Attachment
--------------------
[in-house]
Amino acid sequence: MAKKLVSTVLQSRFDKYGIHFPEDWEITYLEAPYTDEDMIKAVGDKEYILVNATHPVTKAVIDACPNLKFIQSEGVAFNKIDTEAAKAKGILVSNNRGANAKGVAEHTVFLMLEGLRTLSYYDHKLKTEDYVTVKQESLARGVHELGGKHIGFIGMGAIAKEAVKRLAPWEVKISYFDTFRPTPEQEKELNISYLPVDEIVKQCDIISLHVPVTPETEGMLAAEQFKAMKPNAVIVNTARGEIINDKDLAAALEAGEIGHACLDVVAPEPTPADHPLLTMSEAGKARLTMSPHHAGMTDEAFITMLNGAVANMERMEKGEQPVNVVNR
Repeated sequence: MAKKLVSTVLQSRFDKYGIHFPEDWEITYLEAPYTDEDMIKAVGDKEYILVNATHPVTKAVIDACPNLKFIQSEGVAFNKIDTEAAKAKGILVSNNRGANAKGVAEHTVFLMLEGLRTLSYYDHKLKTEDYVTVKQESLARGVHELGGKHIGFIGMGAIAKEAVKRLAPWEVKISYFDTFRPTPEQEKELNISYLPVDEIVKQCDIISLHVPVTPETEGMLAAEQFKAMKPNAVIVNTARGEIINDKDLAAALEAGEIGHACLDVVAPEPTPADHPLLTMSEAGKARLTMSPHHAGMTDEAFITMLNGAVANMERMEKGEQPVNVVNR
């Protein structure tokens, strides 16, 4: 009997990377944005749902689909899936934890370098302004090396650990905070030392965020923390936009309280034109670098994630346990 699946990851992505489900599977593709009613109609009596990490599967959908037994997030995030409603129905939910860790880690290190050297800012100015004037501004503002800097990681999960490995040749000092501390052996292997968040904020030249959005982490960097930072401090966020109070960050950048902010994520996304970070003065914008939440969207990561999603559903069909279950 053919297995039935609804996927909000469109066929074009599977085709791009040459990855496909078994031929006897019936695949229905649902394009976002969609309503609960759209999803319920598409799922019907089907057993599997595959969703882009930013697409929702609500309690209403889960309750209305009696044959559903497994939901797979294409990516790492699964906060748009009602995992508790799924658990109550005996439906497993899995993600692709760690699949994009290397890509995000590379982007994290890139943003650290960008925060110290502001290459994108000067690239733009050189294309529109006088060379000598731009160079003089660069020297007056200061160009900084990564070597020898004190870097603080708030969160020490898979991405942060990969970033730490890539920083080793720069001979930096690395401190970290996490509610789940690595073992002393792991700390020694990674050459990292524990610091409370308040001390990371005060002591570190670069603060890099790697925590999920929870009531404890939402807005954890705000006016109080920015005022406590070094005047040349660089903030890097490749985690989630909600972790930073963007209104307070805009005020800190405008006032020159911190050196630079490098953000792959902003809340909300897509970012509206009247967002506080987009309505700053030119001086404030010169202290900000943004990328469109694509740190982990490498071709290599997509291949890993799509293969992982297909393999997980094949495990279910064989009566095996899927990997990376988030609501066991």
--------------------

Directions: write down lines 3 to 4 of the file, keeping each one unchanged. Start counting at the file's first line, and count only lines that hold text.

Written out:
Repeated sequence: MAKKLVSTVLQSRFDKYGIHFPEDWEITYLEAPYTDEDMIKAVGDKEYILVNATHPVTKAVIDACPNLKFIQSEGVAFNKIDTEAAKAKGILVSNNRGANAKGVAEHTVFLMLEGLRTLSYYDHKLKTEDYVTVKQESLARGVHELGGKHIGFIGMGAIAKEAVKRLAPWEVKISYFDTFRPTPEQEKELNISYLPVDEIVKQCDIISLHVPVTPETEGMLAAEQFKAMKPNAVIVNTARGEIINDKDLAAALEAGEIGHACLDVVAPEPTPADHPLLTMSEAGKARLTMSPHHAGMTDEAFITMLNGAVANMERMEKGEQPVNVVNR
């Protein structure tokens, strides 16, 4: 009997990377944005749902689909899936934890370098302004090396650990905070030392965020923390936009309280034109670098994630346990 699946990851992505489900599977593709009613109609009596990490599967959908037994997030995030409603129905939910860790880690290190050297800012100015004037501004503002800097990681999960490995040749000092501390052996292997968040904020030249959005982490960097930072401090966020109070960050950048902010994520996304970070003065914008939440969207990561999603559903069909279950 053919297995039935609804996927909000469109066929074009599977085709791009040459990855496909078994031929006897019936695949229905649902394009976002969609309503609960759209999803319920598409799922019907089907057993599997595959969703882009930013697409929702609500309690209403889960309750209305009696044959559903497994939901797979294409990516790492699964906060748009009602995992508790799924658990109550005996439906497993899995993600692709760690699949994009290397890509995000590379982007994290890139943003650290960008925060110290502001290459994108000067690239733009050189294309529109006088060379000598731009160079003089660069020297007056200061160009900084990564070597020898004190870097603080708030969160020490898979991405942060990969970033730490890539920083080793720069001979930096690395401190970290996490509610789940690595073992002393792991700390020694990674050459990292524990610091409370308040001390990371005060002591570190670069603060890099790697925590999920929870009531404890939402807005954890705000006016109080920015005022406590070094005047040349660089903030890097490749985690989630909600972790930073963007209104307070805009005020800190405008006032020159911190050196630079490098953000792959902003809340909300897509970012509206009247967002506080987009309505700053030119001086404030010169202290900000943004990328469109694509740190982990490498071709290599997509291949890993799509293969992982297909393999997980094949495990279910064989009566095996899927990997990376988030609501066991």